Skip to main content

CircMMP11 regulates proliferation, migration, invasion, and apoptosis of breast cancer cells through miR-625-5p/ZEB2 axis

Abstract

Background

Circular RNAs (circRNAs) have been demonstrated to play significant roles in regulating gene expression in tumorigenesis, including breast cancer (BC). This study was designed to explore the role and underlying molecular mechanisms of circMMP11 in BC.

Methods

The real-time quantitative polymerase chain reaction (RT-qPCR) assay was used for examining expression of circMMP11, microRNA-625-5p (miR-625-5p), and Zinc finger E-box binding homeobox-2 (ZEB2). The protein expression of ZEB2, Vimentin, and E-cadherin was assessed by western blot assay. The proliferation ability of BC cells was determined by 3-(4,5-dimethylthiazol-2-yl)-2,5-diphenyl-2H-tetrazol-3-ium bromide (MTT) and colony-forming assays. The transwell assay was used to measure migration and invasion of BC cells. The apoptotic cells were examined by flow cytometry assay. The interaction association among circMMP11, miR-625-5p, and ZEB2 was confirmed by RNA pull-down and dual-luciferase report assays. A xenograft experiment was established to clarify the role of circMMP11 silencing in vivo.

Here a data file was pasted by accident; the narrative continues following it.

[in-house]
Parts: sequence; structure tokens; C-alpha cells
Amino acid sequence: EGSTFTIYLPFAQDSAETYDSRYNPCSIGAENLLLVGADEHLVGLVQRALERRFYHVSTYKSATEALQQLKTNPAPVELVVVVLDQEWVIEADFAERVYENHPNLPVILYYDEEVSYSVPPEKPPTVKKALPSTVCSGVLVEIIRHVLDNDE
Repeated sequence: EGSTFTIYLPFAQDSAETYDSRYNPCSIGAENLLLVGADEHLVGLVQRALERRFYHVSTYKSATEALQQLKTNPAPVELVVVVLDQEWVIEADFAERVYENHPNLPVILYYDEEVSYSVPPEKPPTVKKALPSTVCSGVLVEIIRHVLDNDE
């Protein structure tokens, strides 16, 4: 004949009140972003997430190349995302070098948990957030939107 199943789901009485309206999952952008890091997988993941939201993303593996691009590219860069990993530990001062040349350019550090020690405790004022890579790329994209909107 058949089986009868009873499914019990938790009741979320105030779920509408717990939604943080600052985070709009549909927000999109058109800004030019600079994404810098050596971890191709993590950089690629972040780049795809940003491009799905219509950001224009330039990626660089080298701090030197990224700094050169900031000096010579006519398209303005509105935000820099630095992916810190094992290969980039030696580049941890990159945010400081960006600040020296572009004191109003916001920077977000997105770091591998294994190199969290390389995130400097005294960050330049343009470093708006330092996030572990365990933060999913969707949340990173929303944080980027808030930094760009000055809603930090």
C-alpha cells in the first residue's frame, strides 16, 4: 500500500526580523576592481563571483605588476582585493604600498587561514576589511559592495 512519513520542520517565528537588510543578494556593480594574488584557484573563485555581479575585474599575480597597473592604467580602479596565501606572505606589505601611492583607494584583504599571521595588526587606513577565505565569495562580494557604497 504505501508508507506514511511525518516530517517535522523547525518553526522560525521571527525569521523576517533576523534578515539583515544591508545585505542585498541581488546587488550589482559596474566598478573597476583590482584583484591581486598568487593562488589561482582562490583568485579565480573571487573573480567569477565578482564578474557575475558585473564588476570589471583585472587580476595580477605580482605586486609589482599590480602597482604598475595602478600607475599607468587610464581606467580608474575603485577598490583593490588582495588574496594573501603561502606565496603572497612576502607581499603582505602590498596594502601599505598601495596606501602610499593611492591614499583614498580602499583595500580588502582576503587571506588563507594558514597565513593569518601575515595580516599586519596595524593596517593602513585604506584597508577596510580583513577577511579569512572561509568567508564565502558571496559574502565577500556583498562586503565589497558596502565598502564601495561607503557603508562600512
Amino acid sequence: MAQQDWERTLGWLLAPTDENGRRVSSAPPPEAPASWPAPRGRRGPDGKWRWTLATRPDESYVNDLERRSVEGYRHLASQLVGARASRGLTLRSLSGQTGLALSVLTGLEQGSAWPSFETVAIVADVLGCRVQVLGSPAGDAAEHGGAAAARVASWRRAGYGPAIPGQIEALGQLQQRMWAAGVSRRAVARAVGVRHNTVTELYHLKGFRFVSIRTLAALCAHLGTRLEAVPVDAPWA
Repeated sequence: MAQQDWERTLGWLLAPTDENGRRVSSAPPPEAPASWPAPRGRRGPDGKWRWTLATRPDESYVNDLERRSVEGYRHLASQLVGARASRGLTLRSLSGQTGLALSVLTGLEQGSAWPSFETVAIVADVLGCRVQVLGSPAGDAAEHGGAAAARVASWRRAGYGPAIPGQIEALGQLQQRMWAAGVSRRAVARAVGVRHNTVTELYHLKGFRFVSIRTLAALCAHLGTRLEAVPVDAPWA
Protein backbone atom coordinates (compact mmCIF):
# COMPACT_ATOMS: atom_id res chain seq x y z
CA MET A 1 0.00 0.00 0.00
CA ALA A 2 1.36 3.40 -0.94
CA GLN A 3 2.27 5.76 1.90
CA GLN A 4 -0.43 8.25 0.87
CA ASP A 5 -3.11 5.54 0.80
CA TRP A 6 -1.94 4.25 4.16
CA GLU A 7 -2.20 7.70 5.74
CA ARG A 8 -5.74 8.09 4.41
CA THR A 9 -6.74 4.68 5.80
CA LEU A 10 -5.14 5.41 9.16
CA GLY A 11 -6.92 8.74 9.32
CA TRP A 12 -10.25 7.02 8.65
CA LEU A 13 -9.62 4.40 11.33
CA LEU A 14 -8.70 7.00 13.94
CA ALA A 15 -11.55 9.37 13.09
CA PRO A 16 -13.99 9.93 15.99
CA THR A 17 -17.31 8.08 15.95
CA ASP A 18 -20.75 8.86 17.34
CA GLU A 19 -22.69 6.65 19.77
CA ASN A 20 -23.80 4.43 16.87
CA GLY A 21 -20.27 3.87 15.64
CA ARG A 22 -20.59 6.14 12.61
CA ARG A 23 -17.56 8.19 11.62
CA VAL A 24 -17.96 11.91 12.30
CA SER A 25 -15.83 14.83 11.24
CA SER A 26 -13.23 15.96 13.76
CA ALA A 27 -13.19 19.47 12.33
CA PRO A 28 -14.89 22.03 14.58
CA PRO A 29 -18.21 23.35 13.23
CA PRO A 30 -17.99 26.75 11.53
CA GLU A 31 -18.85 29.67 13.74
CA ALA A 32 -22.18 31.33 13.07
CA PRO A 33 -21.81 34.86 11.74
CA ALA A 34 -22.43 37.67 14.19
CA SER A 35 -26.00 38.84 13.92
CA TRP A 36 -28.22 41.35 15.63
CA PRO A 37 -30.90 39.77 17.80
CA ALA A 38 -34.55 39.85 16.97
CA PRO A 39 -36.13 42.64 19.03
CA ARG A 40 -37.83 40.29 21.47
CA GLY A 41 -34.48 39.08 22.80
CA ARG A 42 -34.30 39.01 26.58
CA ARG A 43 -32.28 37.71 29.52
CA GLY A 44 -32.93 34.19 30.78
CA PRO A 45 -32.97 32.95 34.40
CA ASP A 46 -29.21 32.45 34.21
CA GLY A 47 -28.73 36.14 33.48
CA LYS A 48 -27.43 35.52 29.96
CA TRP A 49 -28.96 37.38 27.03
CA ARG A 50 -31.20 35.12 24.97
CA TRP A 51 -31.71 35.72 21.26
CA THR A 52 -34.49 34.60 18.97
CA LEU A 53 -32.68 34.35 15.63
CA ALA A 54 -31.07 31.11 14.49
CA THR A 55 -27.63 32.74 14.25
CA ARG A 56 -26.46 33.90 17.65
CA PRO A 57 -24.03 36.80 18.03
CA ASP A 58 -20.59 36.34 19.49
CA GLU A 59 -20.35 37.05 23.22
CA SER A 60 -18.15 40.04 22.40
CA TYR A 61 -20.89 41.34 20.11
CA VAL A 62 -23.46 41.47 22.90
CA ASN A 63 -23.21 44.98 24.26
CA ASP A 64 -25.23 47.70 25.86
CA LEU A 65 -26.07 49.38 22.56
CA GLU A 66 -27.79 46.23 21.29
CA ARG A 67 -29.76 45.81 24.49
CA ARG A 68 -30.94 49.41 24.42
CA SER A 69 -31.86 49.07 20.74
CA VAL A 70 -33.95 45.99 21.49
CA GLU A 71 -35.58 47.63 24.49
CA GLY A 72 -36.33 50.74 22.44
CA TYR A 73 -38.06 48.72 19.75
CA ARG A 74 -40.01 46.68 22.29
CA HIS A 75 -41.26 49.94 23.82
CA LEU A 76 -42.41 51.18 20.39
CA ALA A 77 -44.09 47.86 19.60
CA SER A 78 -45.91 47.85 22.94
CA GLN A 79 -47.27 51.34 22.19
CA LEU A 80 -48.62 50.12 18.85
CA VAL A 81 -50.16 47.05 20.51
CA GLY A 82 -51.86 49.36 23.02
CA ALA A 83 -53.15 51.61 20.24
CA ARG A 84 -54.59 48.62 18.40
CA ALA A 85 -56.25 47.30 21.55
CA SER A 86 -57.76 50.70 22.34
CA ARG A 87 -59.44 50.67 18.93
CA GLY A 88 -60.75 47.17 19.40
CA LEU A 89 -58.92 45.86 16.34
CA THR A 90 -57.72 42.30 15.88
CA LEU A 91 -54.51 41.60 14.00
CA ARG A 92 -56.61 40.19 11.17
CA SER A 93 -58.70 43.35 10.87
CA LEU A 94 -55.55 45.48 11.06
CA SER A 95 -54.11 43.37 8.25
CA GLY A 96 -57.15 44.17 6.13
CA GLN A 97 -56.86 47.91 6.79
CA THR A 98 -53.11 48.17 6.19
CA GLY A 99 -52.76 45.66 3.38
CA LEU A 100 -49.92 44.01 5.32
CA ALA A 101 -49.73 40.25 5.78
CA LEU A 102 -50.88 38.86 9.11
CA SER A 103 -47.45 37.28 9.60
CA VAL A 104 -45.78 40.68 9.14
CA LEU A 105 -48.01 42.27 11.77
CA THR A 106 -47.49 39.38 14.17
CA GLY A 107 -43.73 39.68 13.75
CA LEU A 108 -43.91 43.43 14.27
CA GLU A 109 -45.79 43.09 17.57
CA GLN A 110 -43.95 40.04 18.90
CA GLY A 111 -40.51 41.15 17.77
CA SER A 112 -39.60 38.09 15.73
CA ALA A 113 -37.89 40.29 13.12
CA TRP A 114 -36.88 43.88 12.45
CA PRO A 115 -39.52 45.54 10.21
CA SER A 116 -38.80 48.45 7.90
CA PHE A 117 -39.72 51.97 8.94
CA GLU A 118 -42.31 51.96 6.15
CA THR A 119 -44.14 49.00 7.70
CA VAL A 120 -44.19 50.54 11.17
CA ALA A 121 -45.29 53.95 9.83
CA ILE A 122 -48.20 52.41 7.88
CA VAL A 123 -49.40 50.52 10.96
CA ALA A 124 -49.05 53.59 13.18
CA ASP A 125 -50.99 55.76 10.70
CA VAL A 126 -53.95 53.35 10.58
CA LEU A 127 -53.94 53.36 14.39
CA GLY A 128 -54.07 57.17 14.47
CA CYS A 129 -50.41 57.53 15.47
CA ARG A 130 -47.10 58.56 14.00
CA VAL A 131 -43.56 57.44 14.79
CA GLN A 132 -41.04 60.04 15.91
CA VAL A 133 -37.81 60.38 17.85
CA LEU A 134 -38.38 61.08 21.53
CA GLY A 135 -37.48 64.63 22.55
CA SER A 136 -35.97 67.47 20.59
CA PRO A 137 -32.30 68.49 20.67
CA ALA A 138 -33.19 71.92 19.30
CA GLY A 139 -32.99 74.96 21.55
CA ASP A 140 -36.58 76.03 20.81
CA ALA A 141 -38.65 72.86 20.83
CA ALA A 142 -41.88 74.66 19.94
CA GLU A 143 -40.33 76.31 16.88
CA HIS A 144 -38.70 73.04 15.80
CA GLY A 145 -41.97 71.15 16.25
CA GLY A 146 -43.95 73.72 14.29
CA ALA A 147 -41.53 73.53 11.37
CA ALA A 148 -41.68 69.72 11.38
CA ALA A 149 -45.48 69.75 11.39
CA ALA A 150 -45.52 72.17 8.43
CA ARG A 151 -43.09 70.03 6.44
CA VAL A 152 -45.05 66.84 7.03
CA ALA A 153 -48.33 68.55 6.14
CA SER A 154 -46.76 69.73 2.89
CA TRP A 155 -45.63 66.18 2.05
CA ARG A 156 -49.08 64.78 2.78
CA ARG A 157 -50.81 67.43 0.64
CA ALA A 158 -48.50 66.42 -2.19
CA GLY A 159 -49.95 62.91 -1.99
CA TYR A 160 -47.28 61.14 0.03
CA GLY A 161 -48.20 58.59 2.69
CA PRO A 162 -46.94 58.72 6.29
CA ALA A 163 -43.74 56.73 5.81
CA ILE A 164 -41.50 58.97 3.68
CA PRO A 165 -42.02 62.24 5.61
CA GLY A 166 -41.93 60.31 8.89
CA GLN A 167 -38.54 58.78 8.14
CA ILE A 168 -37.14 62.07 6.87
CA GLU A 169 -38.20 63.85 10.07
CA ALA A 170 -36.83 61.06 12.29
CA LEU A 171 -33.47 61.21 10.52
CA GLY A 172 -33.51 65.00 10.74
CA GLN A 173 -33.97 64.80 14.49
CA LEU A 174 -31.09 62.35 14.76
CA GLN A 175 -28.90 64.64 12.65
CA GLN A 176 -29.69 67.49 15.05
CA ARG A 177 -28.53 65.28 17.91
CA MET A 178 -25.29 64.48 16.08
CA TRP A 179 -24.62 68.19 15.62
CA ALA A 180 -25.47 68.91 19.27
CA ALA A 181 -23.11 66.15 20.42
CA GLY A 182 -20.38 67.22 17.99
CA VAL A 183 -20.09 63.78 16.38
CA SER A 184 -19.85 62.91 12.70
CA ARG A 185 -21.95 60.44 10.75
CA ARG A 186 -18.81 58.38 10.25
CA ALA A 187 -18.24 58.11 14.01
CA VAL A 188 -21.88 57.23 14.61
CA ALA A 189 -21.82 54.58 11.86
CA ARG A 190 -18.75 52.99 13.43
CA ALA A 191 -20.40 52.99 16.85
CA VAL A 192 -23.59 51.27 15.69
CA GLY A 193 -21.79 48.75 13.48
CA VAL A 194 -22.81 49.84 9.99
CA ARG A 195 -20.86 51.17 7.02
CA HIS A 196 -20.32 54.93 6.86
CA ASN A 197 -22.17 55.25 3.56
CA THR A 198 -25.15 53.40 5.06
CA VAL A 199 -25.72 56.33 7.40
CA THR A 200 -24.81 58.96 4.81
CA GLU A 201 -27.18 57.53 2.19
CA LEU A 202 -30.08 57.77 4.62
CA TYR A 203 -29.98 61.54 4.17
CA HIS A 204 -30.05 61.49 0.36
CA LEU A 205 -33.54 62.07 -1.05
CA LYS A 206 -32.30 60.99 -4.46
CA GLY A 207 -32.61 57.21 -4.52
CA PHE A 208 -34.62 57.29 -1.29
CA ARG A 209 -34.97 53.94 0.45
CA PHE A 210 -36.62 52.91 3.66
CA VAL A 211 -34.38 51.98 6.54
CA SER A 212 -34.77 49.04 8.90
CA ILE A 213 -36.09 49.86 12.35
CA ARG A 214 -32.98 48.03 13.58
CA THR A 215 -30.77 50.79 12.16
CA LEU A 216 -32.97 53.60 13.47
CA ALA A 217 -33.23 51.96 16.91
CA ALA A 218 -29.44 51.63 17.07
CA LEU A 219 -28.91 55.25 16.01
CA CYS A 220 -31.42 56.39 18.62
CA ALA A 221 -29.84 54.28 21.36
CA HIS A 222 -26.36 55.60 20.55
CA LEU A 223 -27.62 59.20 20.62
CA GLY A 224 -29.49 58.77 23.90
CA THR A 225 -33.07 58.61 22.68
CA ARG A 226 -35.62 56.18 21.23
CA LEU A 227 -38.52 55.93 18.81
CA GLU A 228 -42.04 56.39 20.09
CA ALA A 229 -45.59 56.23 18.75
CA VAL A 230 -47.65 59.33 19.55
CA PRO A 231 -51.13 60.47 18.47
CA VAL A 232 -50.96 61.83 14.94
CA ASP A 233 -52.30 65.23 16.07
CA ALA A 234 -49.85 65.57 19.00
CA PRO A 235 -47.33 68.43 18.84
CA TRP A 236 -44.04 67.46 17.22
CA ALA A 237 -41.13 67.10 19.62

Results

We found that circMMP11 and ZEB2 were overexpressed in BC tissues and cells compared with controls. The suppression of circMMP11 or ZEB2 repressed proliferation, migration, and invasion while induced apoptosis of BC cells. Additionally, miR-625-5p, interacted with ZEB2, was a target of circMMP11 in BC cells. CircMMP11 regulated the expression of ZEB2 by targeting miR-625-5p. Knockdown of circMMP11-mediated effects on BC cells could be abolished by overexpression of ZEB2. Consistently, silencing of circMMP11 impeded the tumor growth in vivo.